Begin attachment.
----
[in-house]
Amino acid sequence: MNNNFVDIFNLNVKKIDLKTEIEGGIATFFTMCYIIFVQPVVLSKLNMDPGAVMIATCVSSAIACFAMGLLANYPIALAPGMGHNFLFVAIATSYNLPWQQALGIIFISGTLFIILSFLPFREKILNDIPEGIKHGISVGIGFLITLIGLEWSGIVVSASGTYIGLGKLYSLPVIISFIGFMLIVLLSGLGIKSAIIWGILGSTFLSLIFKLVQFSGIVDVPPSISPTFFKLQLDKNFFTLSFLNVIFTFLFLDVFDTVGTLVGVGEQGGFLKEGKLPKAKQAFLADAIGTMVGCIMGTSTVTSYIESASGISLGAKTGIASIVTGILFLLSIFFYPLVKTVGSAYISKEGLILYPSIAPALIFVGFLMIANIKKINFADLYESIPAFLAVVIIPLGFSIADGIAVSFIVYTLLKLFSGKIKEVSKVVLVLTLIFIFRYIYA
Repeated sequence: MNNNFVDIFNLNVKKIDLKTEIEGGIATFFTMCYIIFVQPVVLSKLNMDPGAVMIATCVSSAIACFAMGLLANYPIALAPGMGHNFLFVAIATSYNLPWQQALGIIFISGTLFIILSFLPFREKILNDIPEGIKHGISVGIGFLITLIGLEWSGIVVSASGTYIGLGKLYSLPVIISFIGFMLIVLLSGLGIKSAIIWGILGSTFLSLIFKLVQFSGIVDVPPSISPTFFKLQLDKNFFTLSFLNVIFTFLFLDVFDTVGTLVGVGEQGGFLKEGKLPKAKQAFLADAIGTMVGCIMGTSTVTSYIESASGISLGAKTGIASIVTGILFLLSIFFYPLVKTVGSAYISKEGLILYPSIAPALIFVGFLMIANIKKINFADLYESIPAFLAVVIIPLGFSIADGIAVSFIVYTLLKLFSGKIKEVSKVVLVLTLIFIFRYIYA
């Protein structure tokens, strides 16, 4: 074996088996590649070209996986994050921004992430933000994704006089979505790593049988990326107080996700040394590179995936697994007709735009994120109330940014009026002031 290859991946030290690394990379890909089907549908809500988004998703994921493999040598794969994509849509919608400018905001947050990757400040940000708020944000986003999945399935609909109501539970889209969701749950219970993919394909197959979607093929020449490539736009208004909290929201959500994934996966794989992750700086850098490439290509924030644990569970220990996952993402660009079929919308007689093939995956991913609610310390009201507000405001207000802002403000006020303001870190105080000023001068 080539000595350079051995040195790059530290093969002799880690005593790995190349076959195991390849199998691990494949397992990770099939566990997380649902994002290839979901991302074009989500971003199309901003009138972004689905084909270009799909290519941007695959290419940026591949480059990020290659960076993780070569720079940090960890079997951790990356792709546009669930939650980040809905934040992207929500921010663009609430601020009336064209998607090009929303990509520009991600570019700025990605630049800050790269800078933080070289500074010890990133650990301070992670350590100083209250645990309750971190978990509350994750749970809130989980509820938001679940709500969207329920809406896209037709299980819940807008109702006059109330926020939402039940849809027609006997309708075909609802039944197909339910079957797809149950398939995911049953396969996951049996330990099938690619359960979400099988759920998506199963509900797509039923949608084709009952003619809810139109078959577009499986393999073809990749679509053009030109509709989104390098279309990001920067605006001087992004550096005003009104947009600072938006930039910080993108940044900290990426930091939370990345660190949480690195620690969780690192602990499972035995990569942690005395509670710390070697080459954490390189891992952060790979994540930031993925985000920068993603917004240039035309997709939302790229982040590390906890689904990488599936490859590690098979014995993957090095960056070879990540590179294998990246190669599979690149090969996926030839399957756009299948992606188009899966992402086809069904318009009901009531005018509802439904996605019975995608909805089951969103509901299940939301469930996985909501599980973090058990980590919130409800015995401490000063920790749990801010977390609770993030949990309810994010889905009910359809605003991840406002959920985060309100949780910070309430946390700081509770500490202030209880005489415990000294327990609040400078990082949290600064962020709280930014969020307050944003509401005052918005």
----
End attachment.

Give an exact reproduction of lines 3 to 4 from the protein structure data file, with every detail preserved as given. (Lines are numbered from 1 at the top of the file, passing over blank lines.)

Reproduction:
Repeated sequence: MNNNFVDIFNLNVKKIDLKTEIEGGIATFFTMCYIIFVQPVVLSKLNMDPGAVMIATCVSSAIACFAMGLLANYPIALAPGMGHNFLFVAIATSYNLPWQQALGIIFISGTLFIILSFLPFREKILNDIPEGIKHGISVGIGFLITLIGLEWSGIVVSASGTYIGLGKLYSLPVIISFIGFMLIVLLSGLGIKSAIIWGILGSTFLSLIFKLVQFSGIVDVPPSISPTFFKLQLDKNFFTLSFLNVIFTFLFLDVFDTVGTLVGVGEQGGFLKEGKLPKAKQAFLADAIGTMVGCIMGTSTVTSYIESASGISLGAKTGIASIVTGILFLLSIFFYPLVKTVGSAYISKEGLILYPSIAPALIFVGFLMIANIKKINFADLYESIPAFLAVVIIPLGFSIADGIAVSFIVYTLLKLFSGKIKEVSKVVLVLTLIFIFRYIYA
């Protein structure tokens, strides 16, 4: 074996088996590649070209996986994050921004992430933000994704006089979505790593049988990326107080996700040394590179995936697994007709735009994120109330940014009026002031 290859991946030290690394990379890909089907549908809500988004998703994921493999040598794969994509849509919608400018905001947050990757400040940000708020944000986003999945399935609909109501539970889209969701749950219970993919394909197959979607093929020449490539736009208004909290929201959500994934996966794989992750700086850098490439290509924030644990569970220990996952993402660009079929919308007689093939995956991913609610310390009201507000405001207000802002403000006020303001870190105080000023001068 080539000595350079051995040195790059530290093969002799880690005593790995190349076959195991390849199998691990494949397992990770099939566990997380649902994002290839979901991302074009989500971003199309901003009138972004689905084909270009799909290519941007695959290419940026591949480059990020290659960076993780070569720079940090960890079997951790990356792709546009669930939650980040809905934040992207929500921010663009609430601020009336064209998607090009929303990509520009991600570019700025990605630049800050790269800078933080070289500074010890990133650990301070992670350590100083209250645990309750971190978990509350994750749970809130989980509820938001679940709500969207329920809406896209037709299980819940807008109702006059109330926020939402039940849809027609006997309708075909609802039944197909339910079957797809149950398939995911049953396969996951049996330990099938690619359960979400099988759920998506199963509900797509039923949608084709009952003619809810139109078959577009499986393999073809990749679509053009030109509709989104390098279309990001920067605006001087992004550096005003009104947009600072938006930039910080993108940044900290990426930091939370990345660190949480690195620690969780690192602990499972035995990569942690005395509670710390070697080459954490390189891992952060790979994540930031993925985000920068993603917004240039035309997709939302790229982040590390906890689904990488599936490859590690098979014995993957090095960056070879990540590179294998990246190669599979690149090969996926030839399957756009299948992606188009899966992402086809069904318009009901009531005018509802439904996605019975995608909805089951969103509901299940939301469930996985909501599980973090058990980590919130409800015995401490000063920790749990801010977390609770993030949990309810994010889905009910359809605003991840406002959920985060309100949780910070309430946390700081509770500490202030209880005489415990000294327990609040400078990082949290600064962020709280930014969020307050944003509401005052918005």